âA big part of training is responding intuitively to your dog,â says Kabler. Learning to move in harmony with your dog in training will fuel his natural enthusiasm to work for you and listen to your requests. Having a beat with your best friend helps him see you as someone to respect and follow, âhe says.
Although we often think of harmony and rhythm as natural, it is not. They are developed by consistency, benevolence and care. âAs a trainer, it’s important to read the dog so you don’t miss key signs and can respond to the dog in a natural way,â says Kabler.
The same goes for handling a bicycle, riding a wave, growing a garden or playing the cello. In practice, this means setting aside distraction-free time for full engagement in the activities that are most important to you. In today’s world of endless stimulation, it helps to plan for this time and make it sacred.
Feed your nature
There is an age-old debate between what matters most to progress: nature (inherent talent, aptitude and temperament) or education (environment and learned behavior). The truth, however, is that this is a false dichotomy. It is not nature or education. it’s natural and to feed. Specifically, progress is all about nurturing your nature, understanding your genetics, and then doing what you can to harness and put it to good use.
In his books The sport gene: inside the science of extraordinary athletic performance and Range: Why GPs triumph in a specialist world, researcher and writer David Epstein argues that “form is often more important than courage.” In other words, the key to success is not just sticking to a plan; first and foremost, it’s about finding a plan that will suit your unique genetics and background for the task at hand.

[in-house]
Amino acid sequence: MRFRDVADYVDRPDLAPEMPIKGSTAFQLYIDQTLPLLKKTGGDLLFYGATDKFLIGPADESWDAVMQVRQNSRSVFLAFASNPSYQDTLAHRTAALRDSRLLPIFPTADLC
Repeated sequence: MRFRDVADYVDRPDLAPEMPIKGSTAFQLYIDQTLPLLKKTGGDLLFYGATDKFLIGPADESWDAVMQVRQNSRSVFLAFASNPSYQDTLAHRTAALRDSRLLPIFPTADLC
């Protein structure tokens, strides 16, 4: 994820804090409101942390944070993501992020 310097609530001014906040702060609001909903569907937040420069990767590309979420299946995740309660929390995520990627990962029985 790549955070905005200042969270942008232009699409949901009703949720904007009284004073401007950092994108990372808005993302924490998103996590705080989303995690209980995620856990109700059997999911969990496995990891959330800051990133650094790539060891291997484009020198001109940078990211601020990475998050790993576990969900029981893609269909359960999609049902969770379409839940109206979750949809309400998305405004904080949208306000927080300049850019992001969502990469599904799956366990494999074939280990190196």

Perhaps this is even more important with dogs. âTraining is a response to your dog’s genetics,â says Kabler. âIf I have a naturally shy puppy, I will counter this tendency with some additional socialization. If I have a dog with pronounced prey, I will direct that energy to appropriate outings and play to give that energy a vessel to live on.
Be ready to adapt
Kabler describes his approach to training dogs as having one main plan but being willing to deviate from it if necessary. Dogs get sick and humans get sick. A technique that you thought would work may end up not working at all. Progress depends on knowing when to stick to the path, and knowing when to deviate, and then having the faith and confidence to do so. âSome training paths are different from others,â Kabler explains. “It is important to have as many paths as possible to the top of the formation.”
In my own research, writing and framing, I call this robust flexibility: âTo be robust is to be strong, determined and durable. Being flexible means adapting and bending easily without breaking. Put them together and the result is a grainy endurance, an anti-fragility that not only resists change and mess, but can thrive in the midst of them. Applying this concept to your own goals is a powerful tool.
I have long said that training hard is difficult. If you don’t like the process, you probably won’t get very far. I have certainly found this to be true in my work with Ananda. Soaking up the beautiful and shining moments makes it much easier to continue through the toughest times. Positive reinforcement works much better than negative reinforcement. That is, you get more mileage by rewarding the good ones than punishing the bad ones.
It helps to keep things light. Experience joy is linked to resilience, because when the going gets tough, you can look back and remember the good one, and work to do more in the future. The more you can laugh at your mistakes (and those of your dog), the more lasting the training will be. This does not mean that you do not take mistakes seriously, learn from them or correct them; it just means that you or your dog don’t have to fight over the occasional missteps or failures. The life of a human, and certainly a dog, is far too short.
Brad Stulberg (@Bstulberg) coaches on performance and well-being and writes Out‘s Do It Better column. He is the bestselling author of the books The practice of rooting: a path to success that nourishes, not crushes, your soul and Peak performance and co-founder of The growth equation.